For example: My sheep wake up and do sheep things – stretch, smell things and each other, walk around the mud and whatever else sheep do. This is them in their customer journey, then their stomach growls and they enter the buyer journey.


They’ve identified a need and they are looking to “buy” some breakfast. That’s where I come in and my consistent daily routine. To be more valuable to my sheep, what can I do to build the relationship before their stomach growls and they’ve identified a need?


  1. Where do they hang out?  Where do they find information?  Who influences them? For Example: My sheep live in the barn during winter. I make sure I visit them in order to let them know I’m around. One of the sheep is very friendly and she is an excellent influencer to the others.  So I make sure she gets lots of treats and fuss in order to encourage curiosity in the others.


  1. Build a following of prospects who are desperate to consume your content in exchange for their contact information.   For Example: my sheep are hungry and when they see the other sheep pushing their way towards me and the food, they also come and join in.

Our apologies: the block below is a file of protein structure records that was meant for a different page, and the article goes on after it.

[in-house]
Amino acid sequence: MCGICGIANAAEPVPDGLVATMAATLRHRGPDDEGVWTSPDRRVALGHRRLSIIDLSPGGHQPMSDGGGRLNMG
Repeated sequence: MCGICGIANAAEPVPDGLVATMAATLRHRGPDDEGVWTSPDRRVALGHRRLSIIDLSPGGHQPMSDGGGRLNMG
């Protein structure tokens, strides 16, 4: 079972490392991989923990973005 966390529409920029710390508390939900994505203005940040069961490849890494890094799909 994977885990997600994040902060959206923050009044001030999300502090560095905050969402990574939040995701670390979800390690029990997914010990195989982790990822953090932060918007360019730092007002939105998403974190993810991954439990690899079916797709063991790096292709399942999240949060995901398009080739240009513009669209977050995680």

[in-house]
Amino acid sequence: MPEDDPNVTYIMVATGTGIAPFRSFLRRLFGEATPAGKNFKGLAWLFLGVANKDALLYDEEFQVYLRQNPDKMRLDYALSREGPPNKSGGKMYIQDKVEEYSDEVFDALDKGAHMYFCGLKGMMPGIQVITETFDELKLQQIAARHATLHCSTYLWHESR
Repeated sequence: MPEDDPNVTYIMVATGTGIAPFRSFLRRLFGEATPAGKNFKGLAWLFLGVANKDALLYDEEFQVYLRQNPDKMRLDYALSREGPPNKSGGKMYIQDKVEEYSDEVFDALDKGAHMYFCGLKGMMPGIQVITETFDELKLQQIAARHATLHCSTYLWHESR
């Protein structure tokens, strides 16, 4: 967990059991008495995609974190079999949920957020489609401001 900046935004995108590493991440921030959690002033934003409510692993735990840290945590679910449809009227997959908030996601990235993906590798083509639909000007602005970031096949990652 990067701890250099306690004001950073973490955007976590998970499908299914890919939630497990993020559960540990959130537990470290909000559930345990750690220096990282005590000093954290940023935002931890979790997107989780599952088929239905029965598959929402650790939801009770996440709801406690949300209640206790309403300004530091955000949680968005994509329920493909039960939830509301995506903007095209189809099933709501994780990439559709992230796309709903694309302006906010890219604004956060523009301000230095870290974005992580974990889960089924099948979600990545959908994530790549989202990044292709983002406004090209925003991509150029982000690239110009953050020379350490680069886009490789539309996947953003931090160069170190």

This is your gateway to your sales funnel flow.


  1. Is it working for your customer?  Track it!  Are they finding your content useful, is it satisfying a need?  Monitor click throughs, time on site, sign ups to webinars – are they taking action by signing up to find out more?  For Example:  I know my sheep are getting used to me, they come out of the barn and head straight to the feed buckets – waiting patiently for the food to drop.  By spring they will be following me around like I’m their mamma sheep!  Eating out of my hands? By tracking the progress, i can see my goal in sight!


Businesses and farms like me have a real goal in mind; for my sheep it’s food to satisfy that hunger need, for me, it’s building a trust so I can handle them without hassle.


Mapping out the journey through content is crucial for success and reaching that end goal.


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Hope you enjoyed life on the farm!

Thanks for reading to the bottom. I appreciate you!

Stay safe. Stay sane. Cover your face (from the nose down)

 I’ll be back on 25th February 2021